MEP calls for focus on plight of 'vulnerable' Afghan women and girls

Mep Calls For Focus On Plight Of 'Vulnerable' Afghan Women And Girls Mep Calls For Focus On Plight Of 'Vulnerable' Afghan Women And Girls
MEP Frances Fitzgerald says there needs to be a particular focus on the plight of women and girls in the country. Picture: Getty Images
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James Cox

A crisis meeting of EU foreign ministers will take place later to form a response to an unfolding humanitarian crisis in Afghanistan.

The UN says it has received “chilling reports” of human rights violations, since the Taliban takeover.

Meanwhile, Ireland is to take in up to 150 Afghan refugees through the country's protection programme.

The visas will mean they won't have to enter the direct provision system upon arriving here.

These 150 are in addition to 45 visas which were approved in recent days.

MEP Frances Fitzgerald says there needs to be a particular focus on the plight of women and girls in the country.

“The young girls and women are in a very vulnerable position given the Taliban's attitude to women, to education, to women's rights, to equality,” she said.

A woman yells for her family to hurry up as displaced Afghans from the northern provinces are evacuated from a makeshift IDP camp in Share-e-Naw park to various mosques and schools on August 12th, 2021 in Kabul, Afghanistan. (Photo by Paula Bronstein/Getty Images)

“We know that many women are at risk right now and the international community has to reach out and take every action they possibly can to stress the importance of the safety of Afghan citizens.”


Ms Fitzgerald also said she expects Ireland to take more refugees in time.

“I think that will be re-assessed, I'm sure that is a first response, but I think we need to take another look at family reunification, look at the Afghans here already who probably put in many months ago for family reunification. We need to take a fresh look at that as well and I have no doubt the numbers will need to be increased.”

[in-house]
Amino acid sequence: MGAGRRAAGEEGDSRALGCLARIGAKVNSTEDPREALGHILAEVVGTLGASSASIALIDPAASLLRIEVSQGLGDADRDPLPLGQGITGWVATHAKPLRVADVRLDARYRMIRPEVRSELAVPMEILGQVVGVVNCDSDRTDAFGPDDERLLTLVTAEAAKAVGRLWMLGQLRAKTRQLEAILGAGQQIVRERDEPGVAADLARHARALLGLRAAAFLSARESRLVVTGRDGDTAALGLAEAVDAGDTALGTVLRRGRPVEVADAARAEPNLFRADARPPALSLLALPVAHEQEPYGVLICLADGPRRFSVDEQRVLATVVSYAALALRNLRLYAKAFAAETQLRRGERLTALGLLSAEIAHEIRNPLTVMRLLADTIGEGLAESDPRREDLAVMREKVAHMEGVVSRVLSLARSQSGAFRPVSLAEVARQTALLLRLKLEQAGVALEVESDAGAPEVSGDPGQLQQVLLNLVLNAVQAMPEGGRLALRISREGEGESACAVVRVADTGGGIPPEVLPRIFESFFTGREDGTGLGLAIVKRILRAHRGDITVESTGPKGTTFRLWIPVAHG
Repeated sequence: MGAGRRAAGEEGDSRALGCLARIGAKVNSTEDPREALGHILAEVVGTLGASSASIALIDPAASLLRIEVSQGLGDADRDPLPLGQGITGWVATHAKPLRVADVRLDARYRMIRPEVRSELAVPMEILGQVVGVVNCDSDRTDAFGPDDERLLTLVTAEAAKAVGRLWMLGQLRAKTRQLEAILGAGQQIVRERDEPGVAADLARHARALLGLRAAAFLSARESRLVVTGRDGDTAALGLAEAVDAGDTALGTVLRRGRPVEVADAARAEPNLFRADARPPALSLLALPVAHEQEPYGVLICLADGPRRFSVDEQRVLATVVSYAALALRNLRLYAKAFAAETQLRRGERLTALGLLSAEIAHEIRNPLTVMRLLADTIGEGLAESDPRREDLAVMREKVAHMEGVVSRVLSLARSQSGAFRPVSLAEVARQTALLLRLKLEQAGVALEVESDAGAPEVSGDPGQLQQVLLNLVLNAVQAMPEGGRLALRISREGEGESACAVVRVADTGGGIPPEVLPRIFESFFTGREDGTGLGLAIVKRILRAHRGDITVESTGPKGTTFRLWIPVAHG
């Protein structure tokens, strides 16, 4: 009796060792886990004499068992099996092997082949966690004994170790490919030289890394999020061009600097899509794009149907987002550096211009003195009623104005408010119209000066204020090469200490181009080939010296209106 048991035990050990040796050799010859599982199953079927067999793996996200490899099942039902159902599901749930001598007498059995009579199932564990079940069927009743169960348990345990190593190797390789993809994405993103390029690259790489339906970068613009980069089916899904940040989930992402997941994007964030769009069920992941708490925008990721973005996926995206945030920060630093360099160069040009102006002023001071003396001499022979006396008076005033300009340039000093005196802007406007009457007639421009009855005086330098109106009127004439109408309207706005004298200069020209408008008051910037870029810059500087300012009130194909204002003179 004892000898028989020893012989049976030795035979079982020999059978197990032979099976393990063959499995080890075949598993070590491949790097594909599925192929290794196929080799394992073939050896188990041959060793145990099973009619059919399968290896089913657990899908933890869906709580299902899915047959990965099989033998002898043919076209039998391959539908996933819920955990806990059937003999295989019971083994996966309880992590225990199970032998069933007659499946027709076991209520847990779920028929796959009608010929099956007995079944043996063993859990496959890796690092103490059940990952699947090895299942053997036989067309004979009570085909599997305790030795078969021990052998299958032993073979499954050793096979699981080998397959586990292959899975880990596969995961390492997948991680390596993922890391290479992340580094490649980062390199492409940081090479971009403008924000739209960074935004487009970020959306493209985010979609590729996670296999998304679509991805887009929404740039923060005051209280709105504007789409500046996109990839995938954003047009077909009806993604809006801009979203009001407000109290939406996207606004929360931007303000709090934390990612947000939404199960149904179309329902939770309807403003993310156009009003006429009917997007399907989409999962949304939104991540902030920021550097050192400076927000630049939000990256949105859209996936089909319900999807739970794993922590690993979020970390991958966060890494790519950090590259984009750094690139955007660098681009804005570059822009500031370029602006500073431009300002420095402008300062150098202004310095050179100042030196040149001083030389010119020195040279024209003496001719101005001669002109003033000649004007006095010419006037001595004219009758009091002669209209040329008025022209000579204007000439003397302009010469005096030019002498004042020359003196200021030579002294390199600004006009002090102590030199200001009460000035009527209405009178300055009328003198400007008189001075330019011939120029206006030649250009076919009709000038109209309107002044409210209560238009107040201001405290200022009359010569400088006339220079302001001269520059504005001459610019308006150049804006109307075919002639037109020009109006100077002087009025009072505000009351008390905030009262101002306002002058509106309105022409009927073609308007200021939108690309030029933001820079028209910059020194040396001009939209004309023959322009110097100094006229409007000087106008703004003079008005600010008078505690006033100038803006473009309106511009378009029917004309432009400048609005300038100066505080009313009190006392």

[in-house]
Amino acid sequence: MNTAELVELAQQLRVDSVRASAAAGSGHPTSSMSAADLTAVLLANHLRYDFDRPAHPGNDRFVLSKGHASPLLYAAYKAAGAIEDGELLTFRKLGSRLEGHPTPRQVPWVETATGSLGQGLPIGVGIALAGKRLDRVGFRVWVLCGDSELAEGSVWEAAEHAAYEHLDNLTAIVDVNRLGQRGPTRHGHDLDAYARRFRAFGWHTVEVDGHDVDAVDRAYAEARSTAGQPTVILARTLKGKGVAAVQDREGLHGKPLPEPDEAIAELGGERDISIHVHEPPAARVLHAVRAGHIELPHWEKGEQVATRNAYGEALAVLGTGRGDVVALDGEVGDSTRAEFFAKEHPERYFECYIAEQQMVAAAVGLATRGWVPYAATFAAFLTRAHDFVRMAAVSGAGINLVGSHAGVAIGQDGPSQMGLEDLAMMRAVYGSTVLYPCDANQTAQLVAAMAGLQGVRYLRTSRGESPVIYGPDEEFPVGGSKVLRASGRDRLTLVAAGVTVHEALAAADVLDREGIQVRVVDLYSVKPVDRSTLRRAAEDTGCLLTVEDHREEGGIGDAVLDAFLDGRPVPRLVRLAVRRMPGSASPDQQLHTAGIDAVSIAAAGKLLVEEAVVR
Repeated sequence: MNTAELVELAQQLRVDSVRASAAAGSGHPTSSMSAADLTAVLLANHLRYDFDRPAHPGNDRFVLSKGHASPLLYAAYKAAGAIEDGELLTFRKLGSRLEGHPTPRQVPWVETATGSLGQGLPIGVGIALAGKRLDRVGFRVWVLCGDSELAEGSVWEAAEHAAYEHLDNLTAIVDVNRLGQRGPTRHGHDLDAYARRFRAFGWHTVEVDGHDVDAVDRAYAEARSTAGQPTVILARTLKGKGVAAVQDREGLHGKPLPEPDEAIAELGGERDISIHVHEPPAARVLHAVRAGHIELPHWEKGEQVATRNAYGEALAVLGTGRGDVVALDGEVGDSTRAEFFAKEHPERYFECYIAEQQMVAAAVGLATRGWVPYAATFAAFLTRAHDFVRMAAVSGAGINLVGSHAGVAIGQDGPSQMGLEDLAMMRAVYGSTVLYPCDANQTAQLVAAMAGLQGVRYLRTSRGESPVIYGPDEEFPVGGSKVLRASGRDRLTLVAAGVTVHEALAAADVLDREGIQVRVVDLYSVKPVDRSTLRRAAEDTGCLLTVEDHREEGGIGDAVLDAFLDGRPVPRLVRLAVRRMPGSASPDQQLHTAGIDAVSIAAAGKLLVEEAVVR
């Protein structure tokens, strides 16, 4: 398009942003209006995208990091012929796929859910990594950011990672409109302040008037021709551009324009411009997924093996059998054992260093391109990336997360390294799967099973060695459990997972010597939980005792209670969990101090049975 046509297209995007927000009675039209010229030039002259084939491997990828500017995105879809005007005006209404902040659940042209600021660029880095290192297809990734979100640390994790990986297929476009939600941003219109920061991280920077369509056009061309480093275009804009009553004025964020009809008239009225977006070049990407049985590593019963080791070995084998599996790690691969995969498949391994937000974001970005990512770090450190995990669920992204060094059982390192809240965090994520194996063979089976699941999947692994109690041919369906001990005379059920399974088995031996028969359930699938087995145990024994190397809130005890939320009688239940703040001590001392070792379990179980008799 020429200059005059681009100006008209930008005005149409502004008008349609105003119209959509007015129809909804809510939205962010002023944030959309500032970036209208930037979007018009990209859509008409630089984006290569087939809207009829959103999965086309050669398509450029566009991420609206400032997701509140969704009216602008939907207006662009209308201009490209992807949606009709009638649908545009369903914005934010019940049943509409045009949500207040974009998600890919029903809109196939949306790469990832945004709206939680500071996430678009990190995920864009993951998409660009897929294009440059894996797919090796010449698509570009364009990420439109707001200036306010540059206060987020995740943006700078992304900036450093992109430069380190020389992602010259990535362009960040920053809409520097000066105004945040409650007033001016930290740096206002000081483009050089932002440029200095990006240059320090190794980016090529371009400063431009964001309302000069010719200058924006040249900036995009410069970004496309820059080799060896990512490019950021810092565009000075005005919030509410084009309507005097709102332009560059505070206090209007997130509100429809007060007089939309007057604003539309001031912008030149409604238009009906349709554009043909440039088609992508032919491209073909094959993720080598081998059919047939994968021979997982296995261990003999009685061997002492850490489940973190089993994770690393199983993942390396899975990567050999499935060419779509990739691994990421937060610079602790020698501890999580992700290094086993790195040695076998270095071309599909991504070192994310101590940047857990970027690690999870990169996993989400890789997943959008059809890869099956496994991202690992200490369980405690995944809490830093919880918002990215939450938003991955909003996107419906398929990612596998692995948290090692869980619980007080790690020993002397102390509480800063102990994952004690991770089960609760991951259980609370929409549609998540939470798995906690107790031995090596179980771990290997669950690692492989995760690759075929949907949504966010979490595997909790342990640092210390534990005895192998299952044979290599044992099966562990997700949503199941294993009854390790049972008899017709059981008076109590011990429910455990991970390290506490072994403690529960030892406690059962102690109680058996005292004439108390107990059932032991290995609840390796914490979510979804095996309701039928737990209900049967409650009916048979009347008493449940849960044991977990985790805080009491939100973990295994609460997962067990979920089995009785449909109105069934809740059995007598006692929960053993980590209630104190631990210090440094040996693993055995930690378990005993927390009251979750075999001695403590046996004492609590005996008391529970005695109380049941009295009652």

Minister of State at the Department of Justice James Browne confirmed there is "no question" of anyone being deported to Afghanistan despite a number of deportation orders in place for Afghan nationals.

In a Twitter post, he wrote: “An Irish woman currently in Kabul says she is hopiIn line with Covid commitments, no deportation orders are currently being enforced. While there are a number of deportation orders in place for Afghan nationals there is no question of anyone being returned to Afghanistan given the current she will be able to leave and return home in the next 48 hours.”

Aoife MacManus, from Ashbourne in Co Meath, has been in the Afghan city for two years working in the primary education sector. She is one of the small number of Irish citizens still in Afghanistan and trying to flee from the Taliban.

“There is a sense of panic and fear all over the city,” Ms MacManus told the PA news agency.

“This last 24 hours has been so crazy, I don’t know how many places I’ve been.”

Things are “chaotic” across the city, she said.

Senior US military officials say the chaos at the Kabul airport on Monday morning left seven people dead, including some who fell from a departing US military transport jet.

The officials spoke on condition of anonymity.

Afghans rushed onto the tarmac of the capital’s airport on Monday as thousands tried to flee the country after the Taliban seized power with stunning speed.

Afghan people sit as they wait to leave the Kabul airport in Kabul on August 16th, 2021, after a stunningly swift end to Afghanistan's 20-year war, as thousands of people mobbed the city's airport trying to flee the group's feared hardline brand of Islamist rule. (Photo by Wakil Kohsar / AFP)

Meanwhile, US President Joe Biden said he stands “squarely behind” his decision to withdraw American forces from Afghanistan, and that the government’s collapse was quicker than anticipated.

Mr Biden said he was faced with a choice between sticking to a previously negotiated agreement to withdraw US troops this year or sending thousands more service members back into Afghanistan for a “third decade” of war.

Mr Biden said he will not repeat mistakes of the past and did not regret his decision to proceed with the withdrawal.

“I stand squarely behind my decision,” Mr Biden said in a televised address to the nation from the White House East Room.

“After 20 years, I’ve learned the hard way that there was never a good time to withdraw US forces.”

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